Read the full post and Kleiner’s excellent book for many useful references. Here are previous MR posts on occupational licensing.

Arrived in my pile

by on November 25, 2014 at 3:22 pm in Books | Permalink

1. John A. Allison, The Leadership Crisis and the Free Market Cure.

2. Peter J. Wallison, Hidden in Plain Sight: What Really Caused the World’s Worst Financial Crisis and Why It Could Happen Again.

3. Ted Gioia, Love Songs: The Hidden History.

4.Andrew Palmer, Smart Money: How High-Stakes Financial Innovation is Reshaping Our World for the Better.

Best non-fiction books of 2014

by on November 24, 2014 at 1:34 am in Books, Economics, History | Permalink

First there are the economics books, including books by people I know, including Piketty, The Second Machine Age, Tim Harford’s wonderful macro explainer, Megan McArdle’s The Up Side of Down, Lane Kenworthy on social democracy, The Fourth Revolution by John Micklethwait and Adrian Woolridge, Daniel Drezner The System Worked, and Frank Buckley on why the Canadian system of government is better.  And Russ Roberts, How Adam Smith Can Change Your Life: An Unexpected Guide to Human Nature and Happiness.  We’ve already talked, written, and thought about those plenty, and they are not what this list is about, so I will set them aside.  Most of you are looking for excellent new books in addition to these, books you might not have heard about.

Here are the other non-fiction books of the year which took my fancy, mostly in the order I read them, noting that the link usually leads you to my previous review or comments:

Jürgen Osterhammel, The Transformation of the World: A Global History of the Nineteenth Century.  Long, exhausting, and wonderful.

Christopher Hale, Massacre in Malaya, a broader history than it at first sounds, fascinating from beginning to end.

Howard Eiland and Michael W. Jennings, Walter Benjamin: A Critical Life.

The Very Revd John Drury, Music at Midnight: The Life and Poetry of George Herbert.

John Keay, Midnight’s Descendants: A History of South Asia since Partition.  An excellent treatment of how much work remains to be done in the “nation building” enterprise in South Asia.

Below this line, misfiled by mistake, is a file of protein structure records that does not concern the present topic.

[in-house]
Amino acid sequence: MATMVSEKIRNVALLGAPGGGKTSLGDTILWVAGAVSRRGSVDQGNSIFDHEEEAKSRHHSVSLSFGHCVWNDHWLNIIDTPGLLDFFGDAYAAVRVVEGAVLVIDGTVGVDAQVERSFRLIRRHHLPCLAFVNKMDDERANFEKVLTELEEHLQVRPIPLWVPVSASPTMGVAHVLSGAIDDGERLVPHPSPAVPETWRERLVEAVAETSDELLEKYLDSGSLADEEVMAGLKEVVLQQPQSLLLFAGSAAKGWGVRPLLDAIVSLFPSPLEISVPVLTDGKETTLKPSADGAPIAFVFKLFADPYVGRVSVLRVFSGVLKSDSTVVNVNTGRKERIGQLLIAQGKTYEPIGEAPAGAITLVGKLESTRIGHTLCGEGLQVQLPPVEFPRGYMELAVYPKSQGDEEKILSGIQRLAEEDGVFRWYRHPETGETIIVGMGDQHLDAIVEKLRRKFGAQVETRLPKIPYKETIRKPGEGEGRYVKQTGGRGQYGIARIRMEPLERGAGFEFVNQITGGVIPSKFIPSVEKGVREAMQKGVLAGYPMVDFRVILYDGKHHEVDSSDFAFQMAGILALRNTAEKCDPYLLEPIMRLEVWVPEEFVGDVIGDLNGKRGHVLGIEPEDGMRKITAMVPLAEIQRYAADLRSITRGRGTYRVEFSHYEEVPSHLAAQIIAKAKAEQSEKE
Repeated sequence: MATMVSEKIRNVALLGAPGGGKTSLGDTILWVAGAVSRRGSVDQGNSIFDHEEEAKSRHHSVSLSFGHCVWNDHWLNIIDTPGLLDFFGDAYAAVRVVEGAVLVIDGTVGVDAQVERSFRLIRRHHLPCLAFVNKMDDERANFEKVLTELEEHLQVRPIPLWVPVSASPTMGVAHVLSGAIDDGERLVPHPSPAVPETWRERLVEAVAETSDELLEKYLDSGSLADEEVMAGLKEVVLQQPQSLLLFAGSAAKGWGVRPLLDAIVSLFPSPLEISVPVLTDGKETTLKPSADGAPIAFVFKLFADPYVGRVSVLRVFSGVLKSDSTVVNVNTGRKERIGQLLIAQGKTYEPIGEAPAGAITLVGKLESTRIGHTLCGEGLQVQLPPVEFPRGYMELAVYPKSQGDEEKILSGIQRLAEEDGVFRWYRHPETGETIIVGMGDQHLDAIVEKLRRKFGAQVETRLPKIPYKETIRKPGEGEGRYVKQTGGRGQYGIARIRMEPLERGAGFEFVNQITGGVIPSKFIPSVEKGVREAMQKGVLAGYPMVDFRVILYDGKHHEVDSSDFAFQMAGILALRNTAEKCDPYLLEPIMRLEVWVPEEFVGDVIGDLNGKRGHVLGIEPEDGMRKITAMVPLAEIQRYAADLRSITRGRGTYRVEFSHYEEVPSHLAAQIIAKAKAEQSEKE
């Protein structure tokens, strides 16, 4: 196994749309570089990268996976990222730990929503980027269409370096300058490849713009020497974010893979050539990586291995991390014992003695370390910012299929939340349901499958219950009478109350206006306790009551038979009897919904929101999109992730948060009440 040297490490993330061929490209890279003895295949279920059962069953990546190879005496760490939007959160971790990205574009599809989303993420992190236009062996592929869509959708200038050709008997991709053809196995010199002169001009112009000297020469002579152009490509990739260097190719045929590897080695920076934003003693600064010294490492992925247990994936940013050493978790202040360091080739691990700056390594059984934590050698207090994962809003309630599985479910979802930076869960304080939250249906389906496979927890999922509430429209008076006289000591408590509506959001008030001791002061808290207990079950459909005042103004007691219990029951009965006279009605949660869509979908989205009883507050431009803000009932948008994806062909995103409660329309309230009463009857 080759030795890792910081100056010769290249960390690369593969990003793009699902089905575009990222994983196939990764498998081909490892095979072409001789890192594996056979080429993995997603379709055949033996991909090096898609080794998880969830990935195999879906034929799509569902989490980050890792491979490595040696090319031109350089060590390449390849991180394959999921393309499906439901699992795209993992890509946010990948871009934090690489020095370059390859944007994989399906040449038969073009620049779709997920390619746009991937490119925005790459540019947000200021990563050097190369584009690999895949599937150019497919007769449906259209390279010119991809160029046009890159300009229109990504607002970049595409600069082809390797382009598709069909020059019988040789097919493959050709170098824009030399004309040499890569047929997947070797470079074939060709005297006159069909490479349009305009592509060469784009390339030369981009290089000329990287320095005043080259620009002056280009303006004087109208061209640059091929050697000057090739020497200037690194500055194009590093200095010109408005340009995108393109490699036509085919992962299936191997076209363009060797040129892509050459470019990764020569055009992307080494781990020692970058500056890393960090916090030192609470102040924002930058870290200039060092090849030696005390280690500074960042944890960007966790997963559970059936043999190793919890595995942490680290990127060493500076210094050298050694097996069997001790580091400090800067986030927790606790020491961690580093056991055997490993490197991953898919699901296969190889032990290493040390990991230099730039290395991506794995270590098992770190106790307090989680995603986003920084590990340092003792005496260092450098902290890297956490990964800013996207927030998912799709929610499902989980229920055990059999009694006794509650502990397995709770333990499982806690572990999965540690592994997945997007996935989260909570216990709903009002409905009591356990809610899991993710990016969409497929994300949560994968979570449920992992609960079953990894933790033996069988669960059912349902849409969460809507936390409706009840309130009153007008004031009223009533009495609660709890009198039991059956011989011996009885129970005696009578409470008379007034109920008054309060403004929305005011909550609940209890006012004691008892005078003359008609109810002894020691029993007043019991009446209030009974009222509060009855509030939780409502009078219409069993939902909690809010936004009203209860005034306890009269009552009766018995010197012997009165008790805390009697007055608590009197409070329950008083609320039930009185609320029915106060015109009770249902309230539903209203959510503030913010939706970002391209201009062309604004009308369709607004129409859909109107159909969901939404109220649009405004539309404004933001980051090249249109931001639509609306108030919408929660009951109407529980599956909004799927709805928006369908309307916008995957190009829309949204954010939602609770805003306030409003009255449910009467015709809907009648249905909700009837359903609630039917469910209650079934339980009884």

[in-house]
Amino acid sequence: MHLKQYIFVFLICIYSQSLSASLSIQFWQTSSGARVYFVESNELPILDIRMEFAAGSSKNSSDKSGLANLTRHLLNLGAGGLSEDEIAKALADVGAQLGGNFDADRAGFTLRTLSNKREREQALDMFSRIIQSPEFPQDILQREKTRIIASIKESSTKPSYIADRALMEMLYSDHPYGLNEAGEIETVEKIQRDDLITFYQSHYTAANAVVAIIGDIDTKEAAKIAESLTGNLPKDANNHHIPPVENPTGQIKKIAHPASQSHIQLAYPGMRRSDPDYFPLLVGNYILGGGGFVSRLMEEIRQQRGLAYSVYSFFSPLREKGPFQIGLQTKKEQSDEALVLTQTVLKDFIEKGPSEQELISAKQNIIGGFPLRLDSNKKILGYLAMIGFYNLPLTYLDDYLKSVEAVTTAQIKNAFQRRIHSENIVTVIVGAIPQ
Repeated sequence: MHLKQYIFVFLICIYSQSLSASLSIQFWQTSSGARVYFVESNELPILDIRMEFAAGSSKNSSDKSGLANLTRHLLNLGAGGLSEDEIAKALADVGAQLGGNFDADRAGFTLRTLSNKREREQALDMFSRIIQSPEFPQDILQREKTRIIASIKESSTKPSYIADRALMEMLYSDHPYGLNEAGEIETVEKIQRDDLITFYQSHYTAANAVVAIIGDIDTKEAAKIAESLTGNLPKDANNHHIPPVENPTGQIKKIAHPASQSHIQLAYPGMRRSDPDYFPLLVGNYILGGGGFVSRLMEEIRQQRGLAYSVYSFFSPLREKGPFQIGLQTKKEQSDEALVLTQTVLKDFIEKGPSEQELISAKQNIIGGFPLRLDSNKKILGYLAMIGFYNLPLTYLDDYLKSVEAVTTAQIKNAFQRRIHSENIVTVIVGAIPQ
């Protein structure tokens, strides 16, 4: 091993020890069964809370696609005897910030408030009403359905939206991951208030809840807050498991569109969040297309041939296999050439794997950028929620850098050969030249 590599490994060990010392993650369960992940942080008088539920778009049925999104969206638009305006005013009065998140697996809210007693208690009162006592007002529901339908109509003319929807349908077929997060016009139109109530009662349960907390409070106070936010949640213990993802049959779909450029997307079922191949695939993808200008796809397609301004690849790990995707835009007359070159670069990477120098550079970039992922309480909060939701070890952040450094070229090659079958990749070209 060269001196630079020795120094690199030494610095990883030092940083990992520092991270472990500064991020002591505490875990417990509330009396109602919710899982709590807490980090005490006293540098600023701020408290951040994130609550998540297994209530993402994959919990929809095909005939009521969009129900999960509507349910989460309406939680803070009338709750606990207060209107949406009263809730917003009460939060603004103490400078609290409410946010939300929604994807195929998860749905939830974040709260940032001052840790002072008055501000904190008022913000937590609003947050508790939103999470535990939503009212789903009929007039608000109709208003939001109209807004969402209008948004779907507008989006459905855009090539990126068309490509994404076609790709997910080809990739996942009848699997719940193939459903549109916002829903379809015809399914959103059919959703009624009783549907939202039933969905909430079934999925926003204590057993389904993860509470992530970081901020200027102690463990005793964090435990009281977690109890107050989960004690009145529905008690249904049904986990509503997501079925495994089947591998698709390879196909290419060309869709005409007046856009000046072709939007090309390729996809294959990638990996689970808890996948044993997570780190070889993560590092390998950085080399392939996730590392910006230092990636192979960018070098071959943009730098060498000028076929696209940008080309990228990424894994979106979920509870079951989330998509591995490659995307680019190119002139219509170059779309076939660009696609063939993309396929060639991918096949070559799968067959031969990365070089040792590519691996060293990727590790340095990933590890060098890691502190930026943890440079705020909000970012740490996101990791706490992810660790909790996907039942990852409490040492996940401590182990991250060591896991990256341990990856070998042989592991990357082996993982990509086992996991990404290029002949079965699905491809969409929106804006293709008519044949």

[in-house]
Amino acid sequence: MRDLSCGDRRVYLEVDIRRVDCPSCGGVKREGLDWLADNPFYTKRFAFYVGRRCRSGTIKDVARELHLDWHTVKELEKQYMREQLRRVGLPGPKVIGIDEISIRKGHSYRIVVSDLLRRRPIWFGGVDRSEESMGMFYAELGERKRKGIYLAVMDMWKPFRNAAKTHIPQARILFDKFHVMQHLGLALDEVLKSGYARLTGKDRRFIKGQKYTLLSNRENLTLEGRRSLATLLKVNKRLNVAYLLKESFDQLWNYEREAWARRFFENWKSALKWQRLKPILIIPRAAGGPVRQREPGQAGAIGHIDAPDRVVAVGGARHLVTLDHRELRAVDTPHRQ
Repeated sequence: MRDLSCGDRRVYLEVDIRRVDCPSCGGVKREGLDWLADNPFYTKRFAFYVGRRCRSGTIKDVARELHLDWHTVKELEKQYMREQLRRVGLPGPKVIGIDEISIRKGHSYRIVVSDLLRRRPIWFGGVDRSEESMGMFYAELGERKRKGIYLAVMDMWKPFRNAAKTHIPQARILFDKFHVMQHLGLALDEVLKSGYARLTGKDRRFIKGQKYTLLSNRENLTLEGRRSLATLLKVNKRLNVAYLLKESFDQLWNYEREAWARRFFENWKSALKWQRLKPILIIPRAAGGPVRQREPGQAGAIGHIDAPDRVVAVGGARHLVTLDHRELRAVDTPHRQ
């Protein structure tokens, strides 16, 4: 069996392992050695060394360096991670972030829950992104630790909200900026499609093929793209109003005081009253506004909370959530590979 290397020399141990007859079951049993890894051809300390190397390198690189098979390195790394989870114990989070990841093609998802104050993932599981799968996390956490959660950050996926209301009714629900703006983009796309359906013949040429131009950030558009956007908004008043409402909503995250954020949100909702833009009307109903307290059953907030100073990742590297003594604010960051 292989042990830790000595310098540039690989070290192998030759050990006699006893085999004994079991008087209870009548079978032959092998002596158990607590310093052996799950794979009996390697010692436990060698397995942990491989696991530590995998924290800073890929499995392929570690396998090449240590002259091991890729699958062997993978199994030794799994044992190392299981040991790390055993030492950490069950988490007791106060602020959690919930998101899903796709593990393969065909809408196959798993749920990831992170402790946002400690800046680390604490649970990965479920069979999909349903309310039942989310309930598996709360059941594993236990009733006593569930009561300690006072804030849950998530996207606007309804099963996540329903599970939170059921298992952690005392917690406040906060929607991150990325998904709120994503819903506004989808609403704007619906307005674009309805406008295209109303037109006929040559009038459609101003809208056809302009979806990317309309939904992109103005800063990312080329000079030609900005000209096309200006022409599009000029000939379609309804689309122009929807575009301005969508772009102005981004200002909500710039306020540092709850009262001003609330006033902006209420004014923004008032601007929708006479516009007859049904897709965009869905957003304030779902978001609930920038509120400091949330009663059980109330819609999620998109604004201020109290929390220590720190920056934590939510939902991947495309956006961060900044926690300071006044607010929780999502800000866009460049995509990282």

Alice Goffman, On the Run: Fugutive Life in an American City.  A sociology graduate student hangs out with lawbreakers and learns about police oppression, an excellent micro-study.  My column on her book is here.

Gendun Chopel, Grains of Gold: Tales of a Cosmopolitan Traveler, Tibetan scholar goes to India and records his impressions, unusual.

George Prochnik, The Impossible Exile: Stefan Zweig at the End of His World.  I loved this one.

I’ve only read the first half of the new Tom Holland translation of Herdotus’s Histories (I will get to the rest), but surely it deserves note.

Evan Osnos, Age of Ambition: Chasing Fortune, Truth, and Faith in the New China.  This book won the National Book Award for non-fiction.

David Eimer, The Emperor Far Away: Travels at the Edge of China.  A look at China’s outermost regions and their ethnic minorities.  Just imagine that, we had two excellent popular China books in the same year.

The Falling Sky: Words of a Yanomami Shaman, by Davi Kopenawa.  Repetitious in parts, sometimes incoherent too, but it offers a smart and unique perspective you won’t get from any of the other books on this list or any other.

Jonathan Rottenberg, The Depths: The Evolutionary Origins of the Depression Epidemic.  This treatment stresses the (partial) cognitive advantages of having a tendency toward depression.

Edward Hirsch, A Poet’s Glossary, assorted facts and insights about the English language, you don’t have to feel like reading a book about poetry to find this worthwhile.

David Sterling, Yucatán: Recipes from a Culinary Expedition, huge, expensive, wonderful, more than just a cookbook though it is that too.  I’ve spent some of the last few weeks learning these recipes and what makes them tick.

Walter Isaacson, The Innovators: How a Group of Hackers, Geniuses, and Geeks Created the Digital Revolution.  A good overview of how some of the main pieces of today’s information technology world fell into place, starting with the invention of the computer and running up through the end of the 1990s.

Arthur M. Melzer, Philosophy Between the Lines: The Lost History of Esoteric Writing.

Andrew Roberts, Napoleon: A Life.

Jan Swafford, Beethoven: Anguish and Triumph.  As good or better than the classic biographies of the composer.

Stephen Kotkin, Stalin, vol. 1.  This one I have only read a part of (maybe 150 pp.?), it is very long and does not fit my current reading interests, but it seems very good and impressive and also has received strong reviews.  So I feel I should include it.

Hal Whitehead and Luke Rendell, The Cultural Lives of Whales and Dolphins.

So who wins?  If I had to pick a #1, it would be The Very Revd John Drury, Music at Midnight: The Life and Poetry of George Herbert, not the kind of book I would be expecting to coronate, which is a testament to the magnetic force it has exercised over my imagination.

Then I would pick Alice Goffman, On the Run: Fugutive Life in an American City and David Sterling, Yucatán: Recipes from a Culinary Expedition as the runners-up.